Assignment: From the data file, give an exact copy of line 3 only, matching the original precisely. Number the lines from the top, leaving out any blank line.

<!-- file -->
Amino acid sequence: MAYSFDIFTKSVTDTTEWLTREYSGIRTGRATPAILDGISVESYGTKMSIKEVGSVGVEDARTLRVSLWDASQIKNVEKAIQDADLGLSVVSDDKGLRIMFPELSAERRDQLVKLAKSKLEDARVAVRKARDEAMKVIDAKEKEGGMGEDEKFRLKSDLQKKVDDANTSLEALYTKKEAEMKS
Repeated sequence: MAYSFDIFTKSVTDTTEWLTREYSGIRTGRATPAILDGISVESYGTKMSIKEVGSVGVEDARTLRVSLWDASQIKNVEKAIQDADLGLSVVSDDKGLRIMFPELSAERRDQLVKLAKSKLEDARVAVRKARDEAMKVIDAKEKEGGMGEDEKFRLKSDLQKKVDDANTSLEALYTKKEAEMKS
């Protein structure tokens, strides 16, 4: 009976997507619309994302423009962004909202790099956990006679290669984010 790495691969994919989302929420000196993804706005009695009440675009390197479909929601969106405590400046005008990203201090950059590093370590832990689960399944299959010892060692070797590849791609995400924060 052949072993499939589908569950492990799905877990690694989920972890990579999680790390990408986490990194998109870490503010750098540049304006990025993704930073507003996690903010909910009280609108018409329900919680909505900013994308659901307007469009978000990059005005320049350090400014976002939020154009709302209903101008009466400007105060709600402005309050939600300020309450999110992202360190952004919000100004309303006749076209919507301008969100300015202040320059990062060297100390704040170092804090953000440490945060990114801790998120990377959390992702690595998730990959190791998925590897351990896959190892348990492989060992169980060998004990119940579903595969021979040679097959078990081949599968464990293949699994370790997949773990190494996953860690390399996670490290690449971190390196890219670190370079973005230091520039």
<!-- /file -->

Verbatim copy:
């Protein structure tokens, strides 16, 4: 009976997507619309994302423009962004909202790099956990006679290669984010 790495691969994919989302929420000196993804706005009695009440675009390197479909929601969106405590400046005008990203201090950059590093370590832990689960399944299959010892060692070797590849791609995400924060 052949072993499939589908569950492990799905877990690694989920972890990579999680790390990408986490990194998109870490503010750098540049304006990025993704930073507003996690903010909910009280609108018409329900919680909505900013994308659901307007469009978000990059005005320049350090400014976002939020154009709302209903101008009466400007105060709600402005309050939600300020309450999110992202360190952004919000100004309303006749076209919507301008969100300015202040320059990062060297100390704040170092804090953000440490945060990114801790998120990377959390992702690595998730990959190791998925590897351990896959190892348990492989060992169980060998004990119940579903595969021979040679097959078990081949599968464990293949699994370790997949773990190494996953860690390399996670490290690449971190390196890219670190370079973005230091520039």